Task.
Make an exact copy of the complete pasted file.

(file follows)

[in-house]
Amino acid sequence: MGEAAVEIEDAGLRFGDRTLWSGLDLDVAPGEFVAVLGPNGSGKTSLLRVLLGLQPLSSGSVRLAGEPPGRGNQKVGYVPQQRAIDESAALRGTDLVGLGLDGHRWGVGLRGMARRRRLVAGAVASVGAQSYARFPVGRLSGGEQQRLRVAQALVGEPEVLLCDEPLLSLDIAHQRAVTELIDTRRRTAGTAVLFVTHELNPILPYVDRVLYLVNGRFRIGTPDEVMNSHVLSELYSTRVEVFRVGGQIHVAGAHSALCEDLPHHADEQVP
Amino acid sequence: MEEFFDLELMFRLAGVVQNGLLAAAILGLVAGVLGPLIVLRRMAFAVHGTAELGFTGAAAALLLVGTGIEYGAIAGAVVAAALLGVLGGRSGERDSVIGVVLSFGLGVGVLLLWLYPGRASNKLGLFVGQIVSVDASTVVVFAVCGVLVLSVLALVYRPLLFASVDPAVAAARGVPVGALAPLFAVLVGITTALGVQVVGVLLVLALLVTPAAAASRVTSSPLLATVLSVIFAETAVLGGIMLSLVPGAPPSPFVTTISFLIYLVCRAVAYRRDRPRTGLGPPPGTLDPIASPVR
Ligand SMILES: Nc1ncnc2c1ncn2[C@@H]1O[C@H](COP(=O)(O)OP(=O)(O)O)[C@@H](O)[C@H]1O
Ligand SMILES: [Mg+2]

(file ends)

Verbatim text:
[in-house]
Amino acid sequence: MGEAAVEIEDAGLRFGDRTLWSGLDLDVAPGEFVAVLGPNGSGKTSLLRVLLGLQPLSSGSVRLAGEPPGRGNQKVGYVPQQRAIDESAALRGTDLVGLGLDGHRWGVGLRGMARRRRLVAGAVASVGAQSYARFPVGRLSGGEQQRLRVAQALVGEPEVLLCDEPLLSLDIAHQRAVTELIDTRRRTAGTAVLFVTHELNPILPYVDRVLYLVNGRFRIGTPDEVMNSHVLSELYSTRVEVFRVGGQIHVAGAHSALCEDLPHHADEQVP
Amino acid sequence: MEEFFDLELMFRLAGVVQNGLLAAAILGLVAGVLGPLIVLRRMAFAVHGTAELGFTGAAAALLLVGTGIEYGAIAGAVVAAALLGVLGGRSGERDSVIGVVLSFGLGVGVLLLWLYPGRASNKLGLFVGQIVSVDASTVVVFAVCGVLVLSVLALVYRPLLFASVDPAVAAARGVPVGALAPLFAVLVGITTALGVQVVGVLLVLALLVTPAAAASRVTSSPLLATVLSVIFAETAVLGGIMLSLVPGAPPSPFVTTISFLIYLVCRAVAYRRDRPRTGLGPPPGTLDPIASPVR
Ligand SMILES: Nc1ncnc2c1ncn2[C@@H]1O[C@H](COP(=O)(O)OP(=O)(O)O)[C@@H](O)[C@H]1O
Ligand SMILES: [Mg+2]